28. Lee JJ, Otarodifard K, Jun BJ, McGarry MH, Hatch GF 3rd, Lee TQ. Is supplementary fixation necessary in anterior cruciate ligament reconstructions? Am J Sports Med 2011; 39:360–365. doi: 10.1177/0363546510390434.
29. Abellán D, Nart J, Pascual A, Cohen RE, Sanz-Moliner JD. Physical and mechanical evaluation of five suture materials on three knot configurations: an in vitro study. Polymers (Basel) 2016; 8:147doi: 10.3390/polym8040147.
30. Barber FA, Hapa O, Bynum JA. Comparative testing by cyclic loading of rotator cuff suture anchors containing multiple high-strength sutures. Arthroscopy 2010; 26: (9 Suppl): S134–S141. doi: 10.1016/j.arthro.2010.03.007.
31. Barber FA, Herbert MA, Beavis RC. Cyclic load and failure behavior of arthroscopic knots and high strength sutures. Arthroscopy 2009; 25:192–199. doi: 10.1016/j.arthro.2008.09.010.
32. Gnandt RJ, Smith JL, Nguyen-Ta K, McDonald L, LeClere LE. High-tensile strength tape versus high-tensile strength suture: a biomechanical study. Arthroscopy 2016; 32:356–363. doi: 10.1016/j.arthro.2015.08.013.
33. Hapa O, Barber FA, Süner G, Özden R, Davul S, Bozdağ E, et al. Biomechanical comparison of tibial eminence fracture fixation with high-strength suture, EndoButton, and suture anchor. Arthroscopy 2012; 28:681–687. doi: 10.1016/j.arthro.2011.10.026.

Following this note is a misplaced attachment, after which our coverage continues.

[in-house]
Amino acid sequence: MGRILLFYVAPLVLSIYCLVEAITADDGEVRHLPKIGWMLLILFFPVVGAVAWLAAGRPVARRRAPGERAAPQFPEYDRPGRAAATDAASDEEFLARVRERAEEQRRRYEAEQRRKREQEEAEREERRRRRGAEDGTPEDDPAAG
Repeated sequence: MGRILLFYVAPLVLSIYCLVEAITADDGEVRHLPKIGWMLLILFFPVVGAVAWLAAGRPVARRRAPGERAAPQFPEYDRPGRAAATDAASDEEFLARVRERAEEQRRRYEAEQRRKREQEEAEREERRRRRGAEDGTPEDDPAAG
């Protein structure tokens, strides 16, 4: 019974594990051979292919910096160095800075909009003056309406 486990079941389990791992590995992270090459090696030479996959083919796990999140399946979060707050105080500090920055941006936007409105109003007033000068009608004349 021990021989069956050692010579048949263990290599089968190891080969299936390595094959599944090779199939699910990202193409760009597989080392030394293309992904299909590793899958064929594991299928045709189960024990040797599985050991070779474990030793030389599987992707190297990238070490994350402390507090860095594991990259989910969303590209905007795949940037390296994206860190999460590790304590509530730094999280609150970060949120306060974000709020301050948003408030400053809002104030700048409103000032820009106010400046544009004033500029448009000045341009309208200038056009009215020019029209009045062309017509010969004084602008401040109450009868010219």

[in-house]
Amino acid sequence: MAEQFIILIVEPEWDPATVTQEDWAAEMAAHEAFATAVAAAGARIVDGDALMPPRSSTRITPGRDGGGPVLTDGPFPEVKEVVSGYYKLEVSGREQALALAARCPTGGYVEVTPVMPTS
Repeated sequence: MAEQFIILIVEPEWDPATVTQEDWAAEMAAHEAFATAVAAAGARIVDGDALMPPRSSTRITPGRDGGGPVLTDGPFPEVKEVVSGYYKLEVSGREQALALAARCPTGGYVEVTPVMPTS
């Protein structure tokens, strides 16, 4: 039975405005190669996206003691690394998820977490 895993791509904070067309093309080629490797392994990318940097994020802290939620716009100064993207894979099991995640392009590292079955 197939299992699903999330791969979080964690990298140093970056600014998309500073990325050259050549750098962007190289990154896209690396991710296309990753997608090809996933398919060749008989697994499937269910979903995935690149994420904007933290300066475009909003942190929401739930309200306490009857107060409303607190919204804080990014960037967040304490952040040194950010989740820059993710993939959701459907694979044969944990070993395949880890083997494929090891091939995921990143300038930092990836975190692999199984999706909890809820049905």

34. Kindya MC, Konicek J, Rizzi A, Komatsu DE, Paci JM. Knotless suture anchor with suture tape quadriceps tendon repair is biomechanically superior to transosseous and traditional suture anchor-based repairs in a cadaveric model. Arthroscopy 2017; 33:190–198. doi: 10.1016/j.arthro.2016.06.027.
35. Meyer DC, Bachmann E, Lädermann A, Lajtai G, Jentzsch T. The best knot and suture configurations for high-strength suture material. An in vitro biomechanical study. Orthop Traumatol Surg Res 2018; 104:1277–1282. doi: 10.1016/j.otsr.2018.08.010.

Posterior cruciate ligament; Transtibial technique; Biomechanics; Interference screw; High-strength sutures

Copyright © 2021 The Chinese Medical Association, produced by Wolters Kluwer, Inc. under the CC-BY-NC-ND license.